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Risk management and the hospital pharmacist


The essence of risk management is to anticipate potential risks and take action before incidents occur. The hospital pharmacy manager is responsible both for managing the risks posed to patients by the use of medicines (and accompanying information) and the risks to hospital and pharmacy staff which arise from handling medicines. This warrants a good understanding of the risks inherent in all hospital activities. Understanding can come partly from theoretical knowledge and partly from local incident logs or error reports. The attitude that “we have not seen that problem so it will probably not occur here in the future” is completely incompatible with competent risk management. An organisation with a good risk management culture will carry out routine risk assessments on new products or procedures and will record incidents if they occur. As has been amply demonstrated by the aerospace industry, the recording of near-misses, as well as actual incidents, provides vital information. One useful way to approach risk assessment is through “failure mode and effects analysis”. This involves asking, “what could go wrong and how serious would the consequences be?” The next step is to work out how such consequences could be avoided or minimised.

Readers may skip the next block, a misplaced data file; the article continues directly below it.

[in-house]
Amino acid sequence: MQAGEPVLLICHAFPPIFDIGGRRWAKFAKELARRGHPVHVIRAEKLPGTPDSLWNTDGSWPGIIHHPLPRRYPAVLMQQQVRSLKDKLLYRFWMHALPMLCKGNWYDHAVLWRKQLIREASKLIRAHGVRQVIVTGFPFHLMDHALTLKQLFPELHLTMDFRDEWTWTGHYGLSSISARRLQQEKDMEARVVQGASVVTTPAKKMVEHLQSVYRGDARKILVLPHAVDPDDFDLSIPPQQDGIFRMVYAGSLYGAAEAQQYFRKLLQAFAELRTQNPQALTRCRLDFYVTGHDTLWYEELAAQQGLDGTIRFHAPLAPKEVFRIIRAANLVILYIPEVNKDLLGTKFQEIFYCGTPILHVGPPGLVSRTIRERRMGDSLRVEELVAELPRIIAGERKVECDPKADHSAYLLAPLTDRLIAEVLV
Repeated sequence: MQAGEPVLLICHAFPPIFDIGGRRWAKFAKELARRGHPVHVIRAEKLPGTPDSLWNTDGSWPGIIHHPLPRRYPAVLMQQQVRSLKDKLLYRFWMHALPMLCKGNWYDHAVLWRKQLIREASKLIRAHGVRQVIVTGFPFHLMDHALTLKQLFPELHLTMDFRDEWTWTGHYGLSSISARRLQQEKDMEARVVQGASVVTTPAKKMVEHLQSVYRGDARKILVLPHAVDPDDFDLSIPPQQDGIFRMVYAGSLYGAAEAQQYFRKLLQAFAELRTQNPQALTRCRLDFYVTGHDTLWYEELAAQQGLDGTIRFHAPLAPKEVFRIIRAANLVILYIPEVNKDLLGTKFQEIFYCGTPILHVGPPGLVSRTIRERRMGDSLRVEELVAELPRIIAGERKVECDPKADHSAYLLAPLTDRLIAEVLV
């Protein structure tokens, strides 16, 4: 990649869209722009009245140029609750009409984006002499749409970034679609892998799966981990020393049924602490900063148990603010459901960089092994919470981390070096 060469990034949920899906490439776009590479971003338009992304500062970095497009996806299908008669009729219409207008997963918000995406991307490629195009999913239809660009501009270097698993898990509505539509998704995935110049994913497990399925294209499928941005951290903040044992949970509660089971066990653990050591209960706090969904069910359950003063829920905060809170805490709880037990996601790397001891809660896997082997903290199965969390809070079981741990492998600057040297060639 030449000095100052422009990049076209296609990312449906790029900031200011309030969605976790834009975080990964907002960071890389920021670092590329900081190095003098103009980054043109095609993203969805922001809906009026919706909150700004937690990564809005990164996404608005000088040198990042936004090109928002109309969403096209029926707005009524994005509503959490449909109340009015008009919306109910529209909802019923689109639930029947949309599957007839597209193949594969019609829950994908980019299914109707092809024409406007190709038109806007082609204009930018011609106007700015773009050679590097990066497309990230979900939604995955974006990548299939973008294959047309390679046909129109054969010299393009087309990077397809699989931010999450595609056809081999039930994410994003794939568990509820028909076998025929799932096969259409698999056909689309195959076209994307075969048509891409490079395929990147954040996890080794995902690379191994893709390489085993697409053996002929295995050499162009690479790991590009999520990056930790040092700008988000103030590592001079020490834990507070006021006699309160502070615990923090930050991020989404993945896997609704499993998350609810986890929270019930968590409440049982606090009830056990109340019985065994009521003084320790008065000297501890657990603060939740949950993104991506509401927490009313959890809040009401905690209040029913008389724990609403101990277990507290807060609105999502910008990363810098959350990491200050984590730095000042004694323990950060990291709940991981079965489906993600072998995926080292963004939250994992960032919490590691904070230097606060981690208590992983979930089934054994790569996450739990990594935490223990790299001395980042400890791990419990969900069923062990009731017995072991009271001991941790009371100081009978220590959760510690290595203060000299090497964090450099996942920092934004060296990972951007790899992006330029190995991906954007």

Medicine supply is associated with a number of well-recognised risks. A prescriber’s poor handwriting or human error in the pharmacy may result in incorrect medicine supply. Other errors, such as incorrect strength or formulation, are also common. When errors occur, it is important to examine the system that led to them taking place. Sometimes medicine labelling is so similar that it can cause confusion but on other occasions cramped or dimly lit storage conditions may make accurate selection difficult. Computerised prescribing systems can eliminate errors arising from poor handwriting and well-designed, automated dispensing systems can reduce incorrect selection.

The hospital pharmacy manager’s responsibility extends beyond the pharmacy door and encompasses the packaging and labelling of medicines as well. For example, incorrect doses are often administered by injection because the strength

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